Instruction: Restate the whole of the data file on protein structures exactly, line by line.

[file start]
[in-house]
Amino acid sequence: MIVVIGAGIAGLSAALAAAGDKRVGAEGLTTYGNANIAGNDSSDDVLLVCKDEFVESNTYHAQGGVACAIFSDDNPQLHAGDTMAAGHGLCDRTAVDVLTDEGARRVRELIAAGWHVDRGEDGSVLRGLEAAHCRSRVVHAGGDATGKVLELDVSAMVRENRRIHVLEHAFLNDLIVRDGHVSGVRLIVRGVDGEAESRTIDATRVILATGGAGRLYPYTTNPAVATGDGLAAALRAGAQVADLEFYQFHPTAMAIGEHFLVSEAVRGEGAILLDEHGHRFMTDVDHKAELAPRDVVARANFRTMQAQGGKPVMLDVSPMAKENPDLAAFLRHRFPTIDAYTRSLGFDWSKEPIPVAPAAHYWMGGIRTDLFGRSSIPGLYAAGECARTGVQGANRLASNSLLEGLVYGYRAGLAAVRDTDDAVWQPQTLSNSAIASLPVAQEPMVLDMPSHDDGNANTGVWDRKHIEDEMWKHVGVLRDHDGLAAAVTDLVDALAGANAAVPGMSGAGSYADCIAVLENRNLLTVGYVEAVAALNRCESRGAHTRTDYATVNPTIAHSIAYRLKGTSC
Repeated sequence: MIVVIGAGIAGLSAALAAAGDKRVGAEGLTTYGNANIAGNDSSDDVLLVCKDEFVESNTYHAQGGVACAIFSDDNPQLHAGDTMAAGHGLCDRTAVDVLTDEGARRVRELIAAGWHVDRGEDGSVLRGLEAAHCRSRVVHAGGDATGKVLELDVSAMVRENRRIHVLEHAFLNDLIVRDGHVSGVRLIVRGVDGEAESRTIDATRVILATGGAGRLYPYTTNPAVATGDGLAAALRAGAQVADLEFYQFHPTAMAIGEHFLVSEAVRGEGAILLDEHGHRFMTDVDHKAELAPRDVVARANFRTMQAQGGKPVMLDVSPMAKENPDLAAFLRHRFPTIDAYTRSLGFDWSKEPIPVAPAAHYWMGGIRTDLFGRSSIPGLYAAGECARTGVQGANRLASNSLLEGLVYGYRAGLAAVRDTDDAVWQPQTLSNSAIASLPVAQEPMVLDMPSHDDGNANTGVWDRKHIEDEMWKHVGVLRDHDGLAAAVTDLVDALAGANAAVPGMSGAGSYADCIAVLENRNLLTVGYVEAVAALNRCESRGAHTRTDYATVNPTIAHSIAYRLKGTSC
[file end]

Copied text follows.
[in-house]
Amino acid sequence: MIVVIGAGIAGLSAALAAAGDKRVGAEGLTTYGNANIAGNDSSDDVLLVCKDEFVESNTYHAQGGVACAIFSDDNPQLHAGDTMAAGHGLCDRTAVDVLTDEGARRVRELIAAGWHVDRGEDGSVLRGLEAAHCRSRVVHAGGDATGKVLELDVSAMVRENRRIHVLEHAFLNDLIVRDGHVSGVRLIVRGVDGEAESRTIDATRVILATGGAGRLYPYTTNPAVATGDGLAAALRAGAQVADLEFYQFHPTAMAIGEHFLVSEAVRGEGAILLDEHGHRFMTDVDHKAELAPRDVVARANFRTMQAQGGKPVMLDVSPMAKENPDLAAFLRHRFPTIDAYTRSLGFDWSKEPIPVAPAAHYWMGGIRTDLFGRSSIPGLYAAGECARTGVQGANRLASNSLLEGLVYGYRAGLAAVRDTDDAVWQPQTLSNSAIASLPVAQEPMVLDMPSHDDGNANTGVWDRKHIEDEMWKHVGVLRDHDGLAAAVTDLVDALAGANAAVPGMSGAGSYADCIAVLENRNLLTVGYVEAVAALNRCESRGAHTRTDYATVNPTIAHSIAYRLKGTSC
Repeated sequence: MIVVIGAGIAGLSAALAAAGDKRVGAEGLTTYGNANIAGNDSSDDVLLVCKDEFVESNTYHAQGGVACAIFSDDNPQLHAGDTMAAGHGLCDRTAVDVLTDEGARRVRELIAAGWHVDRGEDGSVLRGLEAAHCRSRVVHAGGDATGKVLELDVSAMVRENRRIHVLEHAFLNDLIVRDGHVSGVRLIVRGVDGEAESRTIDATRVILATGGAGRLYPYTTNPAVATGDGLAAALRAGAQVADLEFYQFHPTAMAIGEHFLVSEAVRGEGAILLDEHGHRFMTDVDHKAELAPRDVVARANFRTMQAQGGKPVMLDVSPMAKENPDLAAFLRHRFPTIDAYTRSLGFDWSKEPIPVAPAAHYWMGGIRTDLFGRSSIPGLYAAGECARTGVQGANRLASNSLLEGLVYGYRAGLAAVRDTDDAVWQPQTLSNSAIASLPVAQEPMVLDMPSHDDGNANTGVWDRKHIEDEMWKHVGVLRDHDGLAAAVTDLVDALAGANAAVPGMSGAGSYADCIAVLENRNLLTVGYVEAVAALNRCESRGAHTRTDYATVNPTIAHSIAYRLKGTSC